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Vernon L Kesler

War: Korean
Parent/Wife: Harry/Agnes
City: Marshfield
Birth Date: October 28th, 1929
Death Date: January 26th, 1951
How Died: KIA
Where Died: Korea
Where Buried: Hillside Gate of Heaven
Rank: Cpl
Branch: Army

Kia=Killed in Action
Dow=Died of Wounds
Dod=Died of Disease
Mia=Missing in Action


The Forgotten Soldier?

People often refer to the Korean War as the Forgotten War. It was never declared as a war but more of a police action. The Korean war was preceded by World War II and succeeded by the controversial Vietnam War, but that is no excuse. Soldiers fought and died, fighting for democracy. We must never forget the effects that the Korean War had on the lives and families of many Americans. They must be remembered. The memory of one forgotten soldier will now be remembered.

Corporal Vernon L. Kesler was a lifelong resident of Marshfield, WI. He graduated from Marshfield High School in 1946. At the age of 17, he chose to enroll in the army and entered the end of World War II. Besides Kesler's basic training, he spent his 1-1/2 years of service in the Intelligence Corps in Kyoto, Japan. He spent his time filing and screening reports. After many long hours of hard work, Kesler received the grade of sergeant at the end of his term.

After his discharge, Kesler remained in the reserves and enrolled in St. Norbert College in Depere, WI. Kesler was a junior in college when much to his family's dismay he was recalled to duty on September22 of 1950.

Kesler spent the next seventy-one days of physical exhaustion training to become a rifleman. Because of Kesler's extreme devotion and hard work, he was awarded as assistant commander of a packet, or small group of men. His job was to direct and lead the packet of men as they fought the enemy.

On November 15, 1950 he was deployed to Japan landing in Yokohama. The next day he arrived in Korea. His job was to evacuate GI soldiers from an unsafe zone. According to letters sent to his parents, he spent a large majority of his time in constant rearguard actions. The bravery that this man executed can only be marveled by the many of us who have never spent a day at war.

It was a daunting New Year's Day for Kesler and a group of GIs who found themselves surrounded by Red Forces. In an effort to protect their lives, they voluntarily made the decision to leave behind all their possessions but their rifles. They successfully broke through the forces on tanks. They rode a scrupulous twenty-three hours aboard the tanks without stopping. But their success was short lived when they then proceeded to hike another forty miles to a retreat zone. They were then shipped seventy-five miles aboard trucks, a painstaking journey endured by the courageous group.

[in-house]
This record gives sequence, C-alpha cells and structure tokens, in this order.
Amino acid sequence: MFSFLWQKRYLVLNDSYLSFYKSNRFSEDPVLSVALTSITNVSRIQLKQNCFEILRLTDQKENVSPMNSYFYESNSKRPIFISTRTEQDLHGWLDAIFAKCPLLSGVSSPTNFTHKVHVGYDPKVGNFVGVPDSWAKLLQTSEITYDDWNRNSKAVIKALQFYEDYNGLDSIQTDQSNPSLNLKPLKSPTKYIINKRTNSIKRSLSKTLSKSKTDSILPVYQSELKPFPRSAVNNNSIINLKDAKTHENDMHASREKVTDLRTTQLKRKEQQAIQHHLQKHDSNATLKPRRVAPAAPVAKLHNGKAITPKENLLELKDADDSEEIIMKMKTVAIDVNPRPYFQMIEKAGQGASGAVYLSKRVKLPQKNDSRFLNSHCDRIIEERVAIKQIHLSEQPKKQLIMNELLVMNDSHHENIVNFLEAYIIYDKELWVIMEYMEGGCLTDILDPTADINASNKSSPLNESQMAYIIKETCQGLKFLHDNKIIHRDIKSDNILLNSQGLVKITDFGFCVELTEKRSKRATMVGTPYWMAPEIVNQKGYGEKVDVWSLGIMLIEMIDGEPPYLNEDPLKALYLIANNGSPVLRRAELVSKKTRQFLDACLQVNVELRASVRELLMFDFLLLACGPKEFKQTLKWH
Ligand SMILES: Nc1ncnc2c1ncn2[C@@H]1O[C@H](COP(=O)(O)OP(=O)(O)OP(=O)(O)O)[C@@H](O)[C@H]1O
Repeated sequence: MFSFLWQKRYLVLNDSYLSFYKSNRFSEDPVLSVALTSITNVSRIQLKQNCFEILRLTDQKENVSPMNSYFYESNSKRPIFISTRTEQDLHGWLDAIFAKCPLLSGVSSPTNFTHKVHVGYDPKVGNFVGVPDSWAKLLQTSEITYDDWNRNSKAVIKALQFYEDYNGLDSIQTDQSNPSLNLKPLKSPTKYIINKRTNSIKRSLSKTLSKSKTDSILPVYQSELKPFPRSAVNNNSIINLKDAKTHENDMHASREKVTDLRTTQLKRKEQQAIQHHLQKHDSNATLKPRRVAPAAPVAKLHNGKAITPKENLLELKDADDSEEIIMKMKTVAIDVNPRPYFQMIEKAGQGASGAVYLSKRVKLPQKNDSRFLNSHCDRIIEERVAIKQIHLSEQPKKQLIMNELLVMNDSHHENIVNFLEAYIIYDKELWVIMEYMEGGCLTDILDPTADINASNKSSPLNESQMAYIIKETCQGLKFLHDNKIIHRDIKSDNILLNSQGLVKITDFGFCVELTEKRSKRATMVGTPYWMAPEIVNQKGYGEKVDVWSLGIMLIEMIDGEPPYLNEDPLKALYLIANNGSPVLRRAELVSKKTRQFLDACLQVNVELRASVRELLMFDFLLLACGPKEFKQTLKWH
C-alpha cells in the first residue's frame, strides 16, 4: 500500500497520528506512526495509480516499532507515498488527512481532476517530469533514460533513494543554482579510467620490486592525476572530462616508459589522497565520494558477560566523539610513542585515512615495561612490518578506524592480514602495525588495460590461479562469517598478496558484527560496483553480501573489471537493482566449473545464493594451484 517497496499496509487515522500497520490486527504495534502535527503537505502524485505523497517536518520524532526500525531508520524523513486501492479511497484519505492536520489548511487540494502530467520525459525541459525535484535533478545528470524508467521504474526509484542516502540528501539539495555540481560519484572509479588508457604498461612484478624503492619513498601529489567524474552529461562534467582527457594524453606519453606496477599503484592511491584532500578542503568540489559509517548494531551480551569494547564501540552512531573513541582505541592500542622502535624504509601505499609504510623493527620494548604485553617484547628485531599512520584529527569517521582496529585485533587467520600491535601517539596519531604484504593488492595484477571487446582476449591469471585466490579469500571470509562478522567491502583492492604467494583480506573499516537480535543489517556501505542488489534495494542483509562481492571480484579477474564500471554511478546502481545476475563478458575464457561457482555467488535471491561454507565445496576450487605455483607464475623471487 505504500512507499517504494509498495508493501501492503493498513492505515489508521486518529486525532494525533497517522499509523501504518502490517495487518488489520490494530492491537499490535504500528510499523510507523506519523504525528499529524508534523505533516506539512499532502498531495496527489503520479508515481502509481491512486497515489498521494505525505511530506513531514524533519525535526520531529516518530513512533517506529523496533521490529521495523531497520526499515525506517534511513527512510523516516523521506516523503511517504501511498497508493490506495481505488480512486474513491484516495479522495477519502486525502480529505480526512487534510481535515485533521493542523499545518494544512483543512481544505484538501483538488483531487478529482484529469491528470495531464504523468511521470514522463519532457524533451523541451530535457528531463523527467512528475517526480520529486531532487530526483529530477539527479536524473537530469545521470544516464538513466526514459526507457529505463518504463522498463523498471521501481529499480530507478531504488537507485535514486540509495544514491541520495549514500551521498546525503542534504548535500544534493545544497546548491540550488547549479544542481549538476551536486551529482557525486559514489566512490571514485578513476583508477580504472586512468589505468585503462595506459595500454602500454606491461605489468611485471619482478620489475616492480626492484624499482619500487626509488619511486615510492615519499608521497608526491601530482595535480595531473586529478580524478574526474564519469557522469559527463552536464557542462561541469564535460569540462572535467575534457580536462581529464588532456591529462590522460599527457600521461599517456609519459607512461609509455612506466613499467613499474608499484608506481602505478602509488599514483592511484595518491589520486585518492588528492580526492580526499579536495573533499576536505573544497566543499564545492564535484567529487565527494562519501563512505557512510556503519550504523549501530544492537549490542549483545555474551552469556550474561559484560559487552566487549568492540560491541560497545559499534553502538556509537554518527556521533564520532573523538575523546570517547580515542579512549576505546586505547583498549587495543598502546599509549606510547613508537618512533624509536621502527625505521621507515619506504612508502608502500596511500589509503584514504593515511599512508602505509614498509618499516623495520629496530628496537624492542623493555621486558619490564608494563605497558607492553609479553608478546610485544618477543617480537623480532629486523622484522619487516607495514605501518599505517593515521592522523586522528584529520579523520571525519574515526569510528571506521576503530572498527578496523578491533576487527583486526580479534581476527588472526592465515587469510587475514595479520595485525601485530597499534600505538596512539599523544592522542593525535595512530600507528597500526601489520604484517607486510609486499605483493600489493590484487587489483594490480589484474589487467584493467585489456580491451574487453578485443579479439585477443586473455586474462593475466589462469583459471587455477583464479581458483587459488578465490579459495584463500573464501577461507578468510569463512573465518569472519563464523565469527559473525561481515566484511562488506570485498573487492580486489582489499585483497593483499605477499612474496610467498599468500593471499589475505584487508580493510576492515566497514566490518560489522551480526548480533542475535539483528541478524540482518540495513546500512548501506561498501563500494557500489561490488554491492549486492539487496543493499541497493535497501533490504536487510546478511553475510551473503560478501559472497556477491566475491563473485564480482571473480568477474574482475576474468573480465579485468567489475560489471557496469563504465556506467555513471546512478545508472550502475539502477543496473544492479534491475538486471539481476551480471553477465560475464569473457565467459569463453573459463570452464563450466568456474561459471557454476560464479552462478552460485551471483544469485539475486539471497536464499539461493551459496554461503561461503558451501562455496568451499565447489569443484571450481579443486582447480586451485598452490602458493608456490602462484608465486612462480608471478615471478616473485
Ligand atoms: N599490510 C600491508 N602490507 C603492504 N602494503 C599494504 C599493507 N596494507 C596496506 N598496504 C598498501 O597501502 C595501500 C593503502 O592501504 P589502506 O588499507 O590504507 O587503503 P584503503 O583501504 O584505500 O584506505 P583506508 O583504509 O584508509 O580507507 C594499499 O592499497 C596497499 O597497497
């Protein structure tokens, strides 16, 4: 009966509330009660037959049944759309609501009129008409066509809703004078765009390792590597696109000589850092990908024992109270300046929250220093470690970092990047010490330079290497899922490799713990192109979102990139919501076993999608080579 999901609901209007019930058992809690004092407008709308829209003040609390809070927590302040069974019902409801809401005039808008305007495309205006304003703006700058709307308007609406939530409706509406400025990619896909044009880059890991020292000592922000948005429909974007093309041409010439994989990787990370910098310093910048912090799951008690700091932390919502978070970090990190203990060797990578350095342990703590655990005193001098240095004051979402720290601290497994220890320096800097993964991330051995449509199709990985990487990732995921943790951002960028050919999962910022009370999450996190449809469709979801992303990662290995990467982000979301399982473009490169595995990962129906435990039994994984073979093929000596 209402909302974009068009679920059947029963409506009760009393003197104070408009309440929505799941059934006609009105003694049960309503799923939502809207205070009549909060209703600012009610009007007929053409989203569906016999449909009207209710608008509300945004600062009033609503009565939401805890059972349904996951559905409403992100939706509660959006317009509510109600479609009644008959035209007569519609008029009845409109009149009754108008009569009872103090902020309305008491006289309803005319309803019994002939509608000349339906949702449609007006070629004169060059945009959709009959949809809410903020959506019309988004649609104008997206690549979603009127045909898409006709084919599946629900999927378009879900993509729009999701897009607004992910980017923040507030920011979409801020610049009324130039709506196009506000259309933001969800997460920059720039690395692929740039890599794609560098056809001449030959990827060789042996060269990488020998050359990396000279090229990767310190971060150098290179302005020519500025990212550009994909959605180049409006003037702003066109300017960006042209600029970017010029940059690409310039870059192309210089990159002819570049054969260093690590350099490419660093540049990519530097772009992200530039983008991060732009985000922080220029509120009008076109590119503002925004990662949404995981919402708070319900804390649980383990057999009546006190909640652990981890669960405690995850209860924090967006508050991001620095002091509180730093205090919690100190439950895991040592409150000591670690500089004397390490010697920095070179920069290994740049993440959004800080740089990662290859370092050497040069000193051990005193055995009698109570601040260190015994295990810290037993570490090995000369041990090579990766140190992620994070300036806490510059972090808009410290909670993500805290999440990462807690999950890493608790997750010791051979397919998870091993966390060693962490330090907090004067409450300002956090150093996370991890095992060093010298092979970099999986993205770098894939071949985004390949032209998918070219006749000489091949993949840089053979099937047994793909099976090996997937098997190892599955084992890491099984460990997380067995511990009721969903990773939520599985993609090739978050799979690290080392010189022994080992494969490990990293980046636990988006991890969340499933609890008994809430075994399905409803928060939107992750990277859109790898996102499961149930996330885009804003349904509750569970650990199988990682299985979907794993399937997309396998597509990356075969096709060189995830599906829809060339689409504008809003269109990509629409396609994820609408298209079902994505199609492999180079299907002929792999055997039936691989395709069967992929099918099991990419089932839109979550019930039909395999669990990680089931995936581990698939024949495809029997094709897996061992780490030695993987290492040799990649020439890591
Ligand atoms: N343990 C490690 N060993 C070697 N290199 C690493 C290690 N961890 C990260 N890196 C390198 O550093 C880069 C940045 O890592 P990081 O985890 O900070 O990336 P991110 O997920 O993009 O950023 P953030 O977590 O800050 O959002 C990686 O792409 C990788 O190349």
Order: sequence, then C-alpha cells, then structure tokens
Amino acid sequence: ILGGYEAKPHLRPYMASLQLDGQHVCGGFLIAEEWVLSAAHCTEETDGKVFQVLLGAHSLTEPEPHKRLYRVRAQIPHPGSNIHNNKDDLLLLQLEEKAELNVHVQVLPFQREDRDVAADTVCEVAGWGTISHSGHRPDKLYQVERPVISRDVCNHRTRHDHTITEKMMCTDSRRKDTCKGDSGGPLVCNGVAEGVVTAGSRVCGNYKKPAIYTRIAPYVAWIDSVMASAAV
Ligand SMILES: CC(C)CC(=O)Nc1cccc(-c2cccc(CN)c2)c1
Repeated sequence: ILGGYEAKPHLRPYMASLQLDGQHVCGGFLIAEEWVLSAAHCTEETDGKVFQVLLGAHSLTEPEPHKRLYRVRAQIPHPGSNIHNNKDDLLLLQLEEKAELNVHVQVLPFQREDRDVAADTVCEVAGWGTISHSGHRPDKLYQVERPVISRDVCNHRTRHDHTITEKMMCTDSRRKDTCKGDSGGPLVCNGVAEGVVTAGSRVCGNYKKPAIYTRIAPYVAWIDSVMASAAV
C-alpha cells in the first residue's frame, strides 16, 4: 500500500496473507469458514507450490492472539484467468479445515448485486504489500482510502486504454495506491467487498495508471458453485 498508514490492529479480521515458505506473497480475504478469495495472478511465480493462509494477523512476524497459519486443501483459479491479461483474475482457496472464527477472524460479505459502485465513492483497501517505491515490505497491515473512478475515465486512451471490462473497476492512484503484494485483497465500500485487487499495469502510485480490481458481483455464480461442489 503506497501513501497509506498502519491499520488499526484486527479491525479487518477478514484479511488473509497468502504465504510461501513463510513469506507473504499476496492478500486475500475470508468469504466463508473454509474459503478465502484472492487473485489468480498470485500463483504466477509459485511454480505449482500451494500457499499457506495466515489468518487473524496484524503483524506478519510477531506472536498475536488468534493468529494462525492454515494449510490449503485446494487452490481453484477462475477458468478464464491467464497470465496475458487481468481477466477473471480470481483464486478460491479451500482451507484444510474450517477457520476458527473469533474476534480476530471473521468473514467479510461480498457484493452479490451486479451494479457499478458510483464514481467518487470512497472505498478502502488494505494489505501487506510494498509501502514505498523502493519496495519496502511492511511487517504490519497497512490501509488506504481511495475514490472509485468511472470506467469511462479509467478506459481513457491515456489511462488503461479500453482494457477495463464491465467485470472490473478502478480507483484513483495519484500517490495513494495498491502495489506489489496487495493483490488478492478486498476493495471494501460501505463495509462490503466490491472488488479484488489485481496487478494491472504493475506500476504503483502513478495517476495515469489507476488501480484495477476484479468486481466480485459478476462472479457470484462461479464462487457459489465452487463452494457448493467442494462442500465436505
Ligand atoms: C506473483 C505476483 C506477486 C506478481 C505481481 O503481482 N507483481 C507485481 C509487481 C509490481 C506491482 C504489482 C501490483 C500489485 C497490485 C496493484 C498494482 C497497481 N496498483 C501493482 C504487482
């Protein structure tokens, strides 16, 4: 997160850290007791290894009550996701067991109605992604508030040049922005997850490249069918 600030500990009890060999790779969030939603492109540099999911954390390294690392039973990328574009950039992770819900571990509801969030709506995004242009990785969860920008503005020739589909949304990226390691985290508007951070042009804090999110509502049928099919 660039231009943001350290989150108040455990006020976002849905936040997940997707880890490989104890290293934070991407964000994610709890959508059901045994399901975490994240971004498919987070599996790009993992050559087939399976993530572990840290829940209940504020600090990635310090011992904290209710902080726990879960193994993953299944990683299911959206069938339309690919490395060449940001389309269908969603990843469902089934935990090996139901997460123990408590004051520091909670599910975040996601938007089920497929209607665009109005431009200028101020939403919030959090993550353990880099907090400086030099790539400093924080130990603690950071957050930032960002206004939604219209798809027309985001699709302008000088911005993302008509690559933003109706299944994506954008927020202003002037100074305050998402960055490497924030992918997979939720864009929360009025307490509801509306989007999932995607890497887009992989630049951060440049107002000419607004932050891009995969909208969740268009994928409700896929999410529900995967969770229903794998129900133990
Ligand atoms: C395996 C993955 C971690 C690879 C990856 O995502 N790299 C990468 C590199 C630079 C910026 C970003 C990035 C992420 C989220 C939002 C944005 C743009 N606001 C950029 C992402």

January 20, 1951 Kesler unknowingly sent the last letter he would ever write to his family. The corporal told them that he was with a reserve outfit going to new weapons classes all day and standing guard all night. The fear in his parents can only be expressed as absolute.

Unfortunately, the ultimate standstill came for Kesler when an altercation with enemy forces erupted. He fought with valence for his country and what it stood for. On January 26, 1951 Corporal Vernon L. Kesler lost his life in Korea. He was the first Marshfield resident to lose his life in the Korean War. No Marshfield resident should ever go without recognizing the wonderful man who once roamed the streets here, a man who saw the same things that can be seen everyday, but who chose to defend the United States of America and fight for democracy. Marshfield will mourn the loss of this brave soldier and honor his memory for years to come.

Mr. And Mrs. Harry Kesler of Marshfield, WI were notified of their son's death on February 10, 1951 through a dreaded telegram from the War Department. Words can not express the grief that his family must have felt at the news of their lost member. Vernon not only left behind his parents, but eight brothers and sisters who will always hold the memory of their brother with them. Harold Kesler who lived in Manitowoc, WI, received his Bachelor of Science degree on the day of Vernon's death. Herbert Kesler was a senior at St. Norbet College. Eileen Kesler was a laboratory technician at the Mayo Clinic. Vivian Kesler was a senior at Marshfield High School. As well as Marilyn, Carol, Harriet and Karleen Kesler, who were students all attending Sacred Heart School. This family will forever remember the effects that the war in Korea had on their lives. They will always remember how their beloved son and brother fought for a united cause, and lost his life.

Corporal Vernon L. Kesler's memorial mass was held on February 12, 1951 at Sacred Heart Catholic Church in Marshfield, WI.
The bravery of this soldier can and will not be forgotten. His family and friends will always remember their slain soldier who gave his life defending the rights of the United States of America, and we will too. You are not forgotten.

Written by: Miranda Reigel, Student East Junior High


News Articles

Funeral Services for Kesler
Kesler Notice
Kesler Notice 2
Kesler Returns Home
Kesler Tribute Page
Legion Ceremonies
Legion Post Adding Kesler to Name
Memorial Mass for Kesler


  Honoring Our Wood County War Dead